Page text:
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LING 253 Notes for Week 3

by: Kelsey Mulford

LING 253 Notes for Week 3 LING253

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Kelsey Mulford

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About this Document

Here's the notes for week 3 of LING 253. It covers some ways to distinguish voiceless and voiced sounds on a waveform and how to distinguish open vocal tract vs. closed vocal tract on a waveform.
Laboratory Phonetics
Thomas Parrell
Class Notes
Linguistics, sounds, phonetics
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This 5 page Class Notes was uploaded by Kelsey Mulford on Thursday September 15, 2016. The Class Notes belongs to LING253 at University of Delaware taught by Thomas Parrell in Fall 2016. Since its upload, it has received 5 views.


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Date Created: 09/15/16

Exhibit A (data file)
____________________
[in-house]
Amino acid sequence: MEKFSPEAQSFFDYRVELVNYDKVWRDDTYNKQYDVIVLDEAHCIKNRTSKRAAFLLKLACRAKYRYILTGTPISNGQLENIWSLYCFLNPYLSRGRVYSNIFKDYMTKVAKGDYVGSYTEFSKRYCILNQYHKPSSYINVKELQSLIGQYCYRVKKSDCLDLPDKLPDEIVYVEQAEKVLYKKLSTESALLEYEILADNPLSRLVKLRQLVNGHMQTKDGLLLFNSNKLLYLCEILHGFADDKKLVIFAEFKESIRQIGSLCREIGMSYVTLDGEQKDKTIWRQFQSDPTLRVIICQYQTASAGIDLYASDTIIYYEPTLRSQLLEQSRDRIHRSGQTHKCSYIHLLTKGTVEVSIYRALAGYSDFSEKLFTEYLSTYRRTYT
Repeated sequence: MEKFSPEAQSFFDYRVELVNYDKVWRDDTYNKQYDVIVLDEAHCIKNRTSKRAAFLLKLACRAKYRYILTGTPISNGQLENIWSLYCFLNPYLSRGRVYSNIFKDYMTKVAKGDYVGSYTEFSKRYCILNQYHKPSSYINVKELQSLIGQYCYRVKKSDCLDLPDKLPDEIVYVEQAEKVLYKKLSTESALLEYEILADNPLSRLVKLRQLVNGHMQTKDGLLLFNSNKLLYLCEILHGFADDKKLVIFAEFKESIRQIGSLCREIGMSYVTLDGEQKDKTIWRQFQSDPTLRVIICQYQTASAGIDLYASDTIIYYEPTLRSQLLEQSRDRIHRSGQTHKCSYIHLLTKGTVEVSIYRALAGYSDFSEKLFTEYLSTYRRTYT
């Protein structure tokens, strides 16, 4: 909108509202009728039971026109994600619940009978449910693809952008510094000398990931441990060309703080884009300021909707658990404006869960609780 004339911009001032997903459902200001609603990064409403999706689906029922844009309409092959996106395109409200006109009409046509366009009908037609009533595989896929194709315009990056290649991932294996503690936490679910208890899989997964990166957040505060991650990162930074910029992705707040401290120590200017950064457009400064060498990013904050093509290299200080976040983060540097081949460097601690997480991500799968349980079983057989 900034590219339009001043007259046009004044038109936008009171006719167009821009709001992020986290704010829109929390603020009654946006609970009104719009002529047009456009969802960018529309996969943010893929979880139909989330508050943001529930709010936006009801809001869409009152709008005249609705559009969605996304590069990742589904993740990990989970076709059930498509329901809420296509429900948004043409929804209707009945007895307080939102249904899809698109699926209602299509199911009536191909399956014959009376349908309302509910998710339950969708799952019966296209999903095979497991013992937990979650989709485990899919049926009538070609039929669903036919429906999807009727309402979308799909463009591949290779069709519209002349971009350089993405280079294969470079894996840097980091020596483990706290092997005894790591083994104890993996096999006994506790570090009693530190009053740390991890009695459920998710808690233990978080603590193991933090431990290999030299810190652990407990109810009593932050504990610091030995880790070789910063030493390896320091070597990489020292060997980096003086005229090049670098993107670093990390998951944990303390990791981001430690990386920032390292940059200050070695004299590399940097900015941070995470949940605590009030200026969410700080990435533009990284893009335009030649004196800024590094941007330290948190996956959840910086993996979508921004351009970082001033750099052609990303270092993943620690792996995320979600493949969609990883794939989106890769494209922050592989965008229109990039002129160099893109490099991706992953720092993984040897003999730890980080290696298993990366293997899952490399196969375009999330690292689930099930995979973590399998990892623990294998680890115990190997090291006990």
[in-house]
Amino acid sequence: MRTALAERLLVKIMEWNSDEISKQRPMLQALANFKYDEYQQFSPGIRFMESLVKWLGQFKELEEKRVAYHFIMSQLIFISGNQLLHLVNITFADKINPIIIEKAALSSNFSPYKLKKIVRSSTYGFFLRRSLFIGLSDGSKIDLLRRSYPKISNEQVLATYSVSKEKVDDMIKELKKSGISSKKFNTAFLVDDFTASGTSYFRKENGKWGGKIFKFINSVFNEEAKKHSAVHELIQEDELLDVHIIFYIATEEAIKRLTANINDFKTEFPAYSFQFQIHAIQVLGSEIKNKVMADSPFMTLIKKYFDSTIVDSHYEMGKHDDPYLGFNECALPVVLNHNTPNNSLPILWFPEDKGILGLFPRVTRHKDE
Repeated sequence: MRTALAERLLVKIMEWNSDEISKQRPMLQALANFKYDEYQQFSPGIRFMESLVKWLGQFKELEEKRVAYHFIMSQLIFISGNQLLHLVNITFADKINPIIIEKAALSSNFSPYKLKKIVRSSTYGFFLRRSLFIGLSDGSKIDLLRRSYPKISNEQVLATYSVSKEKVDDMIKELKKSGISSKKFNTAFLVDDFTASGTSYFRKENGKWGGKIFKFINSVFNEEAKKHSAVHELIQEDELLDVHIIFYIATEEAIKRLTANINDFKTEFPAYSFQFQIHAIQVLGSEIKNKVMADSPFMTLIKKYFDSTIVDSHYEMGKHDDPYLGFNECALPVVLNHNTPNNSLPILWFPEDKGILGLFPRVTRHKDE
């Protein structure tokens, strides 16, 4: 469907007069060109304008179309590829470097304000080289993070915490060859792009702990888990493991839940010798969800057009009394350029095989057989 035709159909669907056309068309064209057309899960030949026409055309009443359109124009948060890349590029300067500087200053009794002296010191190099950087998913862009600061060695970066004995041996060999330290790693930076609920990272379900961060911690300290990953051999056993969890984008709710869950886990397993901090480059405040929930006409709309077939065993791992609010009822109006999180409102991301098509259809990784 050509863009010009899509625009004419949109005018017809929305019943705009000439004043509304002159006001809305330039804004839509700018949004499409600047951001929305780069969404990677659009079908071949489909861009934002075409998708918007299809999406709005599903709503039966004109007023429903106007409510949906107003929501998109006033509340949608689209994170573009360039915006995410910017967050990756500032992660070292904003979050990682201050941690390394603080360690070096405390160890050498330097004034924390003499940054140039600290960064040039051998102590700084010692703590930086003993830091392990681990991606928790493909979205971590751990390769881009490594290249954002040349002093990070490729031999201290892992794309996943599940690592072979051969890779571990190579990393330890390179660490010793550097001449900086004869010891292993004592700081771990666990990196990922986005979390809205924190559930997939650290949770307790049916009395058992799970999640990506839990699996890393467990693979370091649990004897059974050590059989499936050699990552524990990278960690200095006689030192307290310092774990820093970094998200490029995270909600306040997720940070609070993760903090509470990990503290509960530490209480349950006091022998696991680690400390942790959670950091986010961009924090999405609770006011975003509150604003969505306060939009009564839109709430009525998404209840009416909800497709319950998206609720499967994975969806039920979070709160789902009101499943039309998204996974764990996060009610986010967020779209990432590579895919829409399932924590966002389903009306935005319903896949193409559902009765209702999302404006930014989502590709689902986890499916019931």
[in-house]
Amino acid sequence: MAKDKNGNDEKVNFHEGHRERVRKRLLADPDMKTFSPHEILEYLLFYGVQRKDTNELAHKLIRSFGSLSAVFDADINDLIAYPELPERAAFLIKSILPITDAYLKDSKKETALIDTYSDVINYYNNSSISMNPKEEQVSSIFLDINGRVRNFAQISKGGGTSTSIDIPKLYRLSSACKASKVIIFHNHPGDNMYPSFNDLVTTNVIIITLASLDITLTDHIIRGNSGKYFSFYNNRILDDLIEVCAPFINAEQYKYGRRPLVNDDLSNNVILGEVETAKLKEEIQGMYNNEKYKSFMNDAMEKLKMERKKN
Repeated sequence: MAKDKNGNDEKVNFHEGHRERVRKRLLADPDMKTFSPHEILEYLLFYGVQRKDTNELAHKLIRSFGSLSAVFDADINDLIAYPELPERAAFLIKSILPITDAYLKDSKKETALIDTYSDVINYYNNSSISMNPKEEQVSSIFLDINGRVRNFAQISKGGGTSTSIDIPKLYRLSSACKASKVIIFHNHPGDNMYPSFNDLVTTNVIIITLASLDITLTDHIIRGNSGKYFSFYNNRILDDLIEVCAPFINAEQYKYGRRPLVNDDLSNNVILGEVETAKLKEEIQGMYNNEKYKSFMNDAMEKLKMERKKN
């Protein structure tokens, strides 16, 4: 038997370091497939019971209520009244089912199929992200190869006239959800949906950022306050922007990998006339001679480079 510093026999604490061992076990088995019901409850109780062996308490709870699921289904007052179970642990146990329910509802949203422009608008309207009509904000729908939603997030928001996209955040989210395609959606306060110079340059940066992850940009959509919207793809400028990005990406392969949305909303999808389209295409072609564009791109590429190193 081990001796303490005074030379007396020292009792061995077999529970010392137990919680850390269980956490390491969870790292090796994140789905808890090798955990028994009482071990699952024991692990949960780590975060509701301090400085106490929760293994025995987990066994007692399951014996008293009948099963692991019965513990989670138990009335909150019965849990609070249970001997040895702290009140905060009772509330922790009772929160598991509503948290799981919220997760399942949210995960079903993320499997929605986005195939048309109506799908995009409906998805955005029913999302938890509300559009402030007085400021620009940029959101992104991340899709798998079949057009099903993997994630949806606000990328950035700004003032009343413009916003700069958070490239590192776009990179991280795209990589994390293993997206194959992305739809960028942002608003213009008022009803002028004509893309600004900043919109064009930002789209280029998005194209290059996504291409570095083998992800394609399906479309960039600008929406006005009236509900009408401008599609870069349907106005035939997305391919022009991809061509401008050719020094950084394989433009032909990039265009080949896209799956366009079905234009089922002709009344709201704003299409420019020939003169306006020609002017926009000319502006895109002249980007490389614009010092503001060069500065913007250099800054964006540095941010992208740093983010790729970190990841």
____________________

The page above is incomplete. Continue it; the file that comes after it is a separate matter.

LING 253 Notes for 9/13/16 and 9/15/16 9/13/16 CLASS NOTES: Review Last week, we talked about place of articulation and manner of articulation. Moving Foreword How do our mouth gestures produce sound? Sounds are produced by: 1. The vibration of the vocal folds (ex. nasals) 2. Turbulent noise, which is the rush of air through a slit (ex. fricative) 3. The release of a cavity under high pressure (ex. stops) These all require airflow! Airflow In English, we use the lungs to produce airflow. Aerodynamics is the movement of air. For stops  The airflow starts*  The airflow stops**  The airflow is released and starts again*** To make this airflow, we need to use out bodies to create a difference in pressure. Air naturally wants to flow from areas of high pressure to areas of low pressure. But how do we create air pressure? The Airflow Starts* If you increase or decrease the volume in a chamber, you can change the pressure. The volume is proportional to the pressure.  A decrease in volume means an increase in pressure  An increase in volume means a decrease in pressure In English, we change pressure by increasing/decreasing the volume in our lungs. Sounds made by the lungs are called pulmonic egressive sounds. When you breathe out, you increase the pressure in the lungs. This makes air want to reenter the lungs. The Airflow Stops** To stop the airflow, you bring two articulators together (ex. two lips) and then the air pressure builds up behind that closure. The Airflow is Released*** The pressure difference between the vocal fold cavity and the outside pressure of the world causes a sudden rush of air and a burst of sound But how does airflow make the vocal folds vibrate? The vocal folds must have two conditions met in order to vibrate: 1. Aerodynamic conditions- The pressure below the vocal folds must be greater than the pressure above the vocal folds so that air flows across the vocal folds to produce sound  The Bernoulli effect: When anything is moving, the faster it moves, the lower the pressure is (ex. think about blowing between two empty cans and having them come together), this shows that the pressure exerted by the particles is inversely proportional to their velocity (the lower the velocity, the lower the pressure)  But how does this work for the vocal folds? Here’s a step by step: o The vocal folds are adducted (brought together) o This seals off the trachea and the lungs o As the pressure in the mouth stays consistent, the pressure behind the vocal folds starts to rise o The pressure differential starts to exert a force that pushes against the vocal folds o Eventually, that force builds up so much that the vocal folds get pushed apart and the air starts to move out  Basically, the pressure increases, there is a high velocity of air flowing between the vocal chords, and then the pressure is decreased o After this happens, the vocal folds are then sucked back together and the pressure rises again o This will continue as long as the vocal folds are close together and flows through the vocal folds in short regular bursts 2. Laryngeal conditions- The vocal folds must be close together and cannot be too stiff  The Arytenoid Cartilages- they are shaped like pyramids and sit on the upper back edge of the cricoid cartilage and rotate (rock back and forth), they slide to adduct (bring together) or abduct (bring apart) the vocal folds  Length changes here because changes in the pitch, when the vocal folds lengthen the pitch increases  There are plenty of ways that the vocal folds can vibrate (this is more like a continuum, no real set distinctions between two types, some of these types are o Modal: Normal, everyday voice (around the 300 Hertz range), no notation needed under the sound o Creaky: Causes low frequency vibrations much lower than typical modal voice, not a lot of lengthening of the vocal chords but more compression, this causes slower vocal fold vibrations (think of the way that senior citizens talk), noted by a tilde below the sound o Harsh- caused by very strong medial compressions and very strong adductive forces, usually a symptom of disordered speech o Breathy- This is caused by very minimal adductive forces and possible space in- between the vocal folds, weak medial compression, this causes incomplete closure, this is noted by two dots under the sound o Whisper- There is a higher medial compression that breathy voice but no real closure o Falsetto- A very high voice, caused by very high longitudinal tension and adducted very forcefully  These are caused by abduction/adduction, the length of the vocal folds, the stiffness/thickness of the vocal folds, and the elevation/lowering of the larynx Voicing During Oral Closure Voiceless stops lack any voicing during interval closure. Why is that?  Voiced stops also lack voicing during closure and should be transcribed as voiceless unaspirated stops  This means that we have to true voiced stops in English  However, there is a distinction between voiceless unaspirated stops and voiced stops in Thai, meaning it is possible What has to happen for voicing to be maintained during closure?  You can maintain voicing by expanding the supralaryngeal cavity (the mouth) so that it lowers the pressure that builds up, the soft tissues of the mouth compress as the pressure builds up and helps to expand the cavity size o But is this effective for all types of compression? o No, it is more effective for sounds made more foreword in the mouth because it gives more room for the cavity to expand  If we lower the larynx, we increase the cavity which allows for oral expansion and also allows voicing to continue 8/15/16 CLASS NOTES: How do we tell when a sound is voiced or voiceless? Some things to remember:  Voicing is just vocal fold vibrations  Sound is just vibrations in the air caused by the vibrations of objects  Vibration of the air molecules in particular ways leads to areas of high pressure and areas of low pressure  We can represent these changes in pressure over time by a waveform It looks like this: Compression Compression Rarefaction A pattern of regular (repeating) vibrations helps us to identify voiced vs. voiceless sounds. If there are random up and down movements on the waveform, this shows that the sound is voiceless. The regularity of the pattern tells us if a sound is voiced or voiceless not the amplitude. Major Key: Regularity is the to determining voicing. But what about telling whether the vocal tract is open or closed? Some things to remember:  The height of a wave is related to the amplitude or the amount of change in pressure  When the vocal tract is open, it’s like you’re speaking through a megaphone because sound is amplified  This means that when the vocal tract is open, the amplitude is going to be large Major Key: Closure of the mouth is going to equal a reduced amplitude For stops, if you look for very large changes in the amplitude you can clearly see when the vocal tract closes For some sounds, there will be a decrease in amplitude but it will be significantly less than the shift caused by stops. An example of this is the [m] sound, the vocal tract is closed but has a higher amplitude than stops do. Another thing to keep in mind:  Unaspirated stops are going to have a much shorter bursts than aspirated stops